Rather than repeat myself, I’ll just quote my thoughts from last week:
… as amazing and as attractive as the One X’s design is, it also makes for a comparatively cumbersome experience. The feel in hand is very slate-like, and the chalk-like polycarbonate casing doesn’t provide much in the way of grip. By contrast, the Galaxy Nexus’ rounded, stone-like corners and textured battery door fit snugly into the palm, and the slightly glossy plastic casing provides a reassuring sense of purchase. So while the Samsung device feels quite a bit cheaper, its more utilitarian construction makes it easier to hold. At least as far as my average-sized hands are concerned.
Of course, some of that had to do with the One X’s slippery polycarbonate, but the bigger issue was that holding it felt a bit like cradling an oversized graham cracker. Which is fine for a notepad or roof shingle, but less than ideal for a smartphone.
To avoid the problem of ever-thinner phones becoming increasingly harder to hold, OEMs have strikingly few avenues. In my view, their options are limited to three: they can curve, bulge, or narrow.
Curve The Bullet
The curved approach would require the most radical thinking, but I think it would achieve the most aesthetically pleasing result. We’ve seen manufacturers playing with curves recently, with Samsung’s work on the contour display of the Nexus S and Galaxy Nexus, and Dell’s “same but different,” opposite but equally striking rounded display cover of the Venue and Venue Pro. Still, everyone’s confining their experimentation to the displays and the displays only. Taking this trend to the next logical step and expanding it to include casings themselves would result in more palm-able devices, without sacrificing too much screen real estate. The down-side: reduced pocketability in certain attitudes and orientations, and probably some pretty wild wobbling on tabletops.
Going the bubble route is something we’re already slightly familiar with, having seen understated versions of it on many smart devices already. With this approach, a smartphone or tablet’s apparent thickness is reduced by using beveling and tapering at the edges. Since the edges are where our hands spend most of their time, the thickness there is what we perceive to be true across the entire device. An exaggerated take on this approach might result in a phone with a subtle egg-like bulge that sits comfortably in the hand, yet slims out to extremely tapered edges. I admit this doesn’t sound terribly appealing, and in fact I think this approach would be the most difficult to implement.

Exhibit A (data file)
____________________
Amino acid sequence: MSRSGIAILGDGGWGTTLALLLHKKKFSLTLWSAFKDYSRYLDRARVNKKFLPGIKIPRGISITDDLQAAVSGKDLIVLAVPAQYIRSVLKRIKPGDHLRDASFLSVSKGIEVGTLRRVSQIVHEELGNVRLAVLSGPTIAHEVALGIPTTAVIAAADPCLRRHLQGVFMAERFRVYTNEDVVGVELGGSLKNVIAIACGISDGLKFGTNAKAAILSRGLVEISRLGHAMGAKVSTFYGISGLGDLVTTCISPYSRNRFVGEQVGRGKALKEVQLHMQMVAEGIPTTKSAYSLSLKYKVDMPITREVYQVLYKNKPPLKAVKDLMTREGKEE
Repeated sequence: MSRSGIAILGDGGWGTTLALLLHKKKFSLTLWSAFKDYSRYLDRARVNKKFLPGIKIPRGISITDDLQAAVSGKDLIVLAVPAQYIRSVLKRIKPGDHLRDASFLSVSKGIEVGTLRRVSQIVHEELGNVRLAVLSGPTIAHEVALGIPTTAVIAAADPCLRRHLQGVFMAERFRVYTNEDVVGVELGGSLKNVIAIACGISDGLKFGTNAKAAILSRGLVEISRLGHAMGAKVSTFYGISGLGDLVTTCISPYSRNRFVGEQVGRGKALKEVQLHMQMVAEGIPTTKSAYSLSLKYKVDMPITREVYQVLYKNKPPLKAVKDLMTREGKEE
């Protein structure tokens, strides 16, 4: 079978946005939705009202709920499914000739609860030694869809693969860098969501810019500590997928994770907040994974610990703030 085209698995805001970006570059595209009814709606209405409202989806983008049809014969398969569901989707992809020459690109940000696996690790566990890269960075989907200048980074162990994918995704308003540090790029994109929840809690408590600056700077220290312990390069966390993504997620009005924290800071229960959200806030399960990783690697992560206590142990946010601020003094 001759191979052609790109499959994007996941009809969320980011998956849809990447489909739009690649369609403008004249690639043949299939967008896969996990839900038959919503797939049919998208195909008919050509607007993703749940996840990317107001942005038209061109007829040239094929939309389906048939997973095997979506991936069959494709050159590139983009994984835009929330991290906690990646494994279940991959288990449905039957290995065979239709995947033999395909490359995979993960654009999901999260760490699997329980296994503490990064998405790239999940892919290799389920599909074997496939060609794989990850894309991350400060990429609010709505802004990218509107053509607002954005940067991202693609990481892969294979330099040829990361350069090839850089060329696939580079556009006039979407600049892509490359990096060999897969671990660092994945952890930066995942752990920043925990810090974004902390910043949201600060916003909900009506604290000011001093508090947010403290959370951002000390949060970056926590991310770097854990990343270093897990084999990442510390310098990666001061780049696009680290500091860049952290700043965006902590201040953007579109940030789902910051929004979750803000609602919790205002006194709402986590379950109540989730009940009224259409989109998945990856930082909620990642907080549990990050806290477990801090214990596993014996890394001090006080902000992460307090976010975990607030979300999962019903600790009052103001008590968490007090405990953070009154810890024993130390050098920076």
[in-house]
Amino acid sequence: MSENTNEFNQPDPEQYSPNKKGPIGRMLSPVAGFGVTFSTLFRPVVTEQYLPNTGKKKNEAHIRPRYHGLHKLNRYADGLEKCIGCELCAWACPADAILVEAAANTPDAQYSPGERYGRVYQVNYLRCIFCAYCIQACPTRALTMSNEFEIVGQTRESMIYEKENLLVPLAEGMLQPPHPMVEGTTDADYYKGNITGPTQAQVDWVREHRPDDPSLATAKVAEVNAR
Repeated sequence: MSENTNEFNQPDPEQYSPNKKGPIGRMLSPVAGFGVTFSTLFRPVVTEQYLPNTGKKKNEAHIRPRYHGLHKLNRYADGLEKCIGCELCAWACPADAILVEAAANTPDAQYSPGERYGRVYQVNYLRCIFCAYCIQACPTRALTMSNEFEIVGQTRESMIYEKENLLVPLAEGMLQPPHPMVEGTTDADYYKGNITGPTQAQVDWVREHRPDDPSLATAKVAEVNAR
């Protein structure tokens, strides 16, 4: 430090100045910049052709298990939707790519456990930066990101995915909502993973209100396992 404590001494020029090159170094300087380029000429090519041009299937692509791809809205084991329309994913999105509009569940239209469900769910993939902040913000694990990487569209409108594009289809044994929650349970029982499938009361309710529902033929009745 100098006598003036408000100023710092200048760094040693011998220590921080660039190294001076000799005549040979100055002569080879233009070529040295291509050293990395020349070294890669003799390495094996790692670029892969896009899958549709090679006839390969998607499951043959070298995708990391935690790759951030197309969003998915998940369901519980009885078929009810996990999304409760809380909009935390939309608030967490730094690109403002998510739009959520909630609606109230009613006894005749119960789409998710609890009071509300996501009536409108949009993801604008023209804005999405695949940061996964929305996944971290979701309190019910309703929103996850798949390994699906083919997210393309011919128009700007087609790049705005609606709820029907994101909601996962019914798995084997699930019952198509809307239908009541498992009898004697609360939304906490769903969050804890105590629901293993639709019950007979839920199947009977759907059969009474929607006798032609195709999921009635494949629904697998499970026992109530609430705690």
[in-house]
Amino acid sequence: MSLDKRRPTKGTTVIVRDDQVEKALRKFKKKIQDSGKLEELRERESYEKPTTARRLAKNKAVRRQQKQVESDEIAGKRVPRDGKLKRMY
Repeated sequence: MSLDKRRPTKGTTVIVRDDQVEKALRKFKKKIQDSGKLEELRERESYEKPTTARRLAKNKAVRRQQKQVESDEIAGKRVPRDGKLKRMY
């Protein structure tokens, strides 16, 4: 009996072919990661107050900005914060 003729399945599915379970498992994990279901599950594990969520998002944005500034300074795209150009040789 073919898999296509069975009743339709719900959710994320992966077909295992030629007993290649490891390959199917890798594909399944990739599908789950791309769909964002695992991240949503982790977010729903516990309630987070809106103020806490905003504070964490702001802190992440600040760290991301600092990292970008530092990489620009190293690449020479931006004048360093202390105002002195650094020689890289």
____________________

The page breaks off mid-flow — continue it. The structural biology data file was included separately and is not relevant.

My favorite approach to the problem, though, is likely no easier to realize. No matter how thin it is, a narrower smart device is necessarily easier to hold, as the fingers don’t have to use up so much of their length across the back. A good, firm, wraparound clutch can be achieved with ease; furthermore, this results in a longer device, which still has a more natural feel for voice calls. Even though I don’t really like those.
The problems, though, pile up like crazy with this approach: the narrower body necessitates a narrower display. That alone is heresy in today’s everything-bigger-is-automatically-better climate, but there are more fundamental problems. Narrowing a display without also shortening it results in aspect ratio issues, and not just for movies or web browsing: app developers are forced to code apps specifically for your weirdo device, unless they want to go the dull route of auto-scaling like Android tablet apps, or the ugly route of inserting space-filling black bars everywhere.
These are only three possible resolutions, addressing only some of the myriad issues involved when designing thinner and thinner smartphones. But companies like HTC keep insisting the average consumer wants thinner phones, even at the cost of decreased battery life, so we’re likely to see this discussion continue for the foreseeable future.
Got thoughts on thin phones? If you have other ideas for working around this problem (other than, you know, “don’t make phones so thin anymore!”), drop them in the comments below!
Transparent phone concept source: Jorymon.com
Droid RAZR construction information source: Motorola
Ascend P 1 S photo source: Phonedog
Curved phone photo source: Concept Phones
Teardrop iPhone photo source: Ciccarese Design